These past summer months most evenings a little before dusk
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I've headed out for a walk
Something that began as a bit of a break from work, with each passing day, has felt more and more like a privilege, as well as a gift
I love the way I'm able to be in the moment. I love being out as the world is winding down. Love that I can be alone with my thoughts, and that I'm still able to shave minutes off of my three-mile time. I notice the dabbled sunlight on the rooftops, a deer eyeing me suspiciously as he snacks on our neighbor's pretty flowers
I smile as I pass the family of three, the mom pushing a stroller as her husband jogs ahead and then back again, keeping pace with his young family while still getting in some exercise. A balancing act we parents know all too well
one foot in front of the other
As summer draws to a close, I catch myself, as usual, with pangs of regret for many of the things I haven't done. I'm sorry that I didn't finish a novel, or ride a day or two of RAGBRAI. I wish we'd eaten more dinners on the porch, taken more swims at the pool, caught more fireflies, had more picnics and barbecues.
The college students are starting to trickle back into town this week for the start of their fall semester, and the elementary school behind our house is a bustle with activity. Amongst the excitement of a new school year, I can't help but feel the tiny sense of loss that inevitably comes with Labor Day. It's as predictable as the first chilly mornings, and the need to re-find my favorite sweaters
I'm reminded of a quote I read not long ago by a University of Chicago psychologist Mihaly Csikszentmihalyi
Flow means being completely involved in an activity for its own sake. The ego falls away. Time flies. Every action, movement, and thought follows inevitably from the previous one, like playing jazz. Your whole being is involved, and you're using your skills to the utmost
As it's been with my evening walks, each new season, I know, will bring its own feel, and its own sense of flow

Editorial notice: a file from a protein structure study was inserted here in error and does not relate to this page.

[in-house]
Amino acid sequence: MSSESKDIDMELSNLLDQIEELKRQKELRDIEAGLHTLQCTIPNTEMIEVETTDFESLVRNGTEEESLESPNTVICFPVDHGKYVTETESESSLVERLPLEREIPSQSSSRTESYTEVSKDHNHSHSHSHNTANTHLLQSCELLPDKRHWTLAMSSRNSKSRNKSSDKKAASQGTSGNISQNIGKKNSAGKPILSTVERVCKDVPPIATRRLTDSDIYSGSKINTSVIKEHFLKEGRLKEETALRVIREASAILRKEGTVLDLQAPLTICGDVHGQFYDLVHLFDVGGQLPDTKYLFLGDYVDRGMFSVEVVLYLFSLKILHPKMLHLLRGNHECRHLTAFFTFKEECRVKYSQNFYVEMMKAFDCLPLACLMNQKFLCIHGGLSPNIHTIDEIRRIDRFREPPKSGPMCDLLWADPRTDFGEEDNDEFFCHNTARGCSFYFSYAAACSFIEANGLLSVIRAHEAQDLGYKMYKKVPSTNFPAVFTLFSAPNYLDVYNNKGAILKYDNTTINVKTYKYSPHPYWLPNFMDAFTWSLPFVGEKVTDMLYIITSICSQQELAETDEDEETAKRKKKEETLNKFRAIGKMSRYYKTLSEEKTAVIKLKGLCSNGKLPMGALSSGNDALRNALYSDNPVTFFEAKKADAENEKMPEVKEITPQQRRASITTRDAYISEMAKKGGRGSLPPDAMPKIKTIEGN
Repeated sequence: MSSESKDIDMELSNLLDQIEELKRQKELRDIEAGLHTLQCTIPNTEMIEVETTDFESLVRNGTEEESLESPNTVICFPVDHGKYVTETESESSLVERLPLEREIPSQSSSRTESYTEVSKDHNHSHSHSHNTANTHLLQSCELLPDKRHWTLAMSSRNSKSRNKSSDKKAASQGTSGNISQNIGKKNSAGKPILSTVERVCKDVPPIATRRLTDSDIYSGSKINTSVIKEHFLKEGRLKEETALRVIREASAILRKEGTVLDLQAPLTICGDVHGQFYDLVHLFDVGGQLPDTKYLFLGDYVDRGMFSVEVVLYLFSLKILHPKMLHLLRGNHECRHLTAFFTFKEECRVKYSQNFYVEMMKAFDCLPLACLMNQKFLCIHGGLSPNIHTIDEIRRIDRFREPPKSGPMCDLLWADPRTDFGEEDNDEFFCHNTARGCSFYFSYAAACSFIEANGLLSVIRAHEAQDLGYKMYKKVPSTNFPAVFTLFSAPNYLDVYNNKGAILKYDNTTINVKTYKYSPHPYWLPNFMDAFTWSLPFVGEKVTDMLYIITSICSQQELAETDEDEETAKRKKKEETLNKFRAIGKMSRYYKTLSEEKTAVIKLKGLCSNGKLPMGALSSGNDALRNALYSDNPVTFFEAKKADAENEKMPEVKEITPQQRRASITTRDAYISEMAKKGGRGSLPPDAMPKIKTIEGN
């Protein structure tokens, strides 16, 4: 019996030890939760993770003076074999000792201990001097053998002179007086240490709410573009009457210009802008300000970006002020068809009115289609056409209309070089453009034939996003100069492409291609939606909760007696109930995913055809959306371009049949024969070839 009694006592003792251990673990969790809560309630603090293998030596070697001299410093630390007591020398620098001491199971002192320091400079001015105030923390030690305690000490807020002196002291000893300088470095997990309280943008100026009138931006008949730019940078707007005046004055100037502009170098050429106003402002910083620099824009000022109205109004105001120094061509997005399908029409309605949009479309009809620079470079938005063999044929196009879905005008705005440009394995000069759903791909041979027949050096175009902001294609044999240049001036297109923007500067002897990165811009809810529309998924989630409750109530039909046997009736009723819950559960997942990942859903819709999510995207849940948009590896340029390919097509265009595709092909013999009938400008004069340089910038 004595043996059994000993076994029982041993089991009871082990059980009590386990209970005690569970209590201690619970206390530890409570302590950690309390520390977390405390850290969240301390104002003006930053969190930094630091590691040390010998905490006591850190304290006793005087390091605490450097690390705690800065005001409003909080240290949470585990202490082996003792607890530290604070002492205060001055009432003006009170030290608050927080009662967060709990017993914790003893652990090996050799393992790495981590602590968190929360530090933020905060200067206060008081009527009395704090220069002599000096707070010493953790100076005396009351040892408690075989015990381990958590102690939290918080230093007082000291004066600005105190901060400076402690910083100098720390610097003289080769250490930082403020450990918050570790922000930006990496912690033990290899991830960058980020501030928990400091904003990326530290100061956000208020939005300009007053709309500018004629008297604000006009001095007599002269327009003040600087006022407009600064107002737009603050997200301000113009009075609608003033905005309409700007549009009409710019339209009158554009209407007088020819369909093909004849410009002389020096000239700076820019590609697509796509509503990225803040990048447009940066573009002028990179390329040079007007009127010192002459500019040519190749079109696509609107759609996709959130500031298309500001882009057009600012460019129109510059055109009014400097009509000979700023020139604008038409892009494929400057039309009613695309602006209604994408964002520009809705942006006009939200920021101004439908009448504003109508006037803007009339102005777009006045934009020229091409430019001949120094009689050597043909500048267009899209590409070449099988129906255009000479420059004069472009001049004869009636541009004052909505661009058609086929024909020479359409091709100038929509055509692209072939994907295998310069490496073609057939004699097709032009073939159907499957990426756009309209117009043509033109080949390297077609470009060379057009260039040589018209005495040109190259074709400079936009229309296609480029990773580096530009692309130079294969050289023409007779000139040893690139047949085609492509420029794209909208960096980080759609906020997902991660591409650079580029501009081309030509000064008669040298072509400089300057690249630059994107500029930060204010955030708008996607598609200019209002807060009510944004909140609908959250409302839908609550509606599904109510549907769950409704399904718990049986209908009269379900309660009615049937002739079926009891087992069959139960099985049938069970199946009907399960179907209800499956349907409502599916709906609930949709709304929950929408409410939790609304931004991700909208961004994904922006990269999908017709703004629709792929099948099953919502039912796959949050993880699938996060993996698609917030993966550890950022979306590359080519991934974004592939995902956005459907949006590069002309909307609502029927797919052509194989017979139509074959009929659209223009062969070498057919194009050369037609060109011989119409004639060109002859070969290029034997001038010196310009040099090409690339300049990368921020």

For me, one of the best things that's come from my nightly ritual is the opportunity to be present. To be out as the sun is setting, noticing the subtle, like how it disappears just a bit earlier each evening
Lately, I find myself much more aware of the loss of time as it passes. The bigger goal, I've discovered is not to linger too long in the places of what could have been, or what should have been, but instead of gratitude. Call me the eternal optimist, but it's the only answer that seems to make sense
So I'm choosing instead to focus on what is and to be grateful for all of the things I have managed to do this summer. In them, just as I have with my night walks, it's hard to deny I've found my flow. This rhythm of life that's achieved when we're not even thinking about it; instead
it just happens
I know I'm there during some of the best moments of my days when to-do lists and worries fade away, and I just am.
This summer, I've walked for miles, grown stronger, healthier, and faster. I've learned new things, ridden my bike, and cooked lots of great meals. Best of all, I'm happy to say I've found it most in the moments I've been with
the people who I love
In search of some new and different snacking ideas, I turned this weekend to Heidi Swanson. A recipe for a warm spinach chop with hard-boiled eggs, garlic, onions, nuts, and harissa.
It's great warm or cold and is fairly quick to make. It certainly can be snacked on with some pita chips, though it's been great as a side, or even for breakfast on whole-grain toast.
We really enjoyed the combination of complex flavors. The spice of the harissa, the crunch of the nuts, tartness of the lemon, and the substance of the egg.
ps: My method for making the perfect hard-boiled eggs comes from Simply Recipes
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~ Adapted from Supernatural Every Day by Heidi Swanson
Chopped Spinach and Egg Salad with Harissa
- 1 lb. spinach
- 1 Tbsp olive oil
- ½ red onion, chopped
- 3 cloves garlic, minced
- 1 Tbsp harissa
- 6 hard-boiled eggs, peeled and chopped (large or XL)
- ½ cup pine nuts, toasted (or slivered almonds)
- scant ½ tsp fine-grain sea salt
- grated zest of ½ lemon, optional
- Remove any tough spinach stems.
- Add ½-inch water to a pot and bring to a boil. Add the spinach stirring constantly, until the spinach has collapsed (~ 1 minute).
- Drain the spinach and run cold water over it until cool. Spin-dry very well in a salad spinner (or press-dry in a clean kitchen towel). Chop fine
- Spin-dry very well in a salad spinner (or press-dry in a clean kitchen towel)
- Heat the oil in a large skillet over medium-high heat. Add the chopped onions and sauté 3 or 4 minutes.
- Add the garlic and continue to cook for another minute or two.
- Remove pan from heat and stir in harissa and spinach.
- Add the eggs, pine nuts, salt, and lemon zest and stir again gently to combine well.
- Serve warm or at room temperature.